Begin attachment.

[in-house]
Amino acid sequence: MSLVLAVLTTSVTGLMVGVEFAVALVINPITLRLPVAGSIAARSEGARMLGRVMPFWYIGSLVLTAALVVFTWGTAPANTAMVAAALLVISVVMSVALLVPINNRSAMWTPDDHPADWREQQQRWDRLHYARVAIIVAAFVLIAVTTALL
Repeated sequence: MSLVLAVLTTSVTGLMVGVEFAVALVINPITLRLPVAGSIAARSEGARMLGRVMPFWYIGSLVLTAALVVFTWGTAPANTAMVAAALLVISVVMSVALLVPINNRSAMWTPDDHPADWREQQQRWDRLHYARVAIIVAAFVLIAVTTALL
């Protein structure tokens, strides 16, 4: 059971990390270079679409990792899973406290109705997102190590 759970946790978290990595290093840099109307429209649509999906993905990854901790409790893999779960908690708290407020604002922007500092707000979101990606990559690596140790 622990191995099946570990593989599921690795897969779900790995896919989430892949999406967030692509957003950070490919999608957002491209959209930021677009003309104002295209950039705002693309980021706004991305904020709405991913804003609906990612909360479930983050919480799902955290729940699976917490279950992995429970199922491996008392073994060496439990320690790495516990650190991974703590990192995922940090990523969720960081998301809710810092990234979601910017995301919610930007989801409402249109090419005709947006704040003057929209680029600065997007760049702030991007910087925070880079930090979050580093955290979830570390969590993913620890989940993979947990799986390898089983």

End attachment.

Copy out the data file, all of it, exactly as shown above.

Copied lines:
[in-house]
Amino acid sequence: MSLVLAVLTTSVTGLMVGVEFAVALVINPITLRLPVAGSIAARSEGARMLGRVMPFWYIGSLVLTAALVVFTWGTAPANTAMVAAALLVISVVMSVALLVPINNRSAMWTPDDHPADWREQQQRWDRLHYARVAIIVAAFVLIAVTTALL
Repeated sequence: MSLVLAVLTTSVTGLMVGVEFAVALVINPITLRLPVAGSIAARSEGARMLGRVMPFWYIGSLVLTAALVVFTWGTAPANTAMVAAALLVISVVMSVALLVPINNRSAMWTPDDHPADWREQQQRWDRLHYARVAIIVAAFVLIAVTTALL
């Protein structure tokens, strides 16, 4: 059971990390270079679409990792899973406290109705997102190590 759970946790978290990595290093840099109307429209649509999906993905990854901790409790893999779960908690708290407020604002922007500092707000979101990606990559690596140790 622990191995099946570990593989599921690795897969779900790995896919989430892949999406967030692509957003950070490919999608957002491209959209930021677009003309104002295209950039705002693309980021706004991305904020709405991913804003609906990612909360479930983050919480799902955290729940699976917490279950992995429970199922491996008392073994060496439990320690790495516990650190991974703590990192995922940090990523969720960081998301809710810092990234979601910017995301919610930007989801409402249109090419005709947006704040003057929209680029600065997007760049702030991007910087925070880079930090979050580093955290979830570390969590993913620890989940993979947990799986390898089983």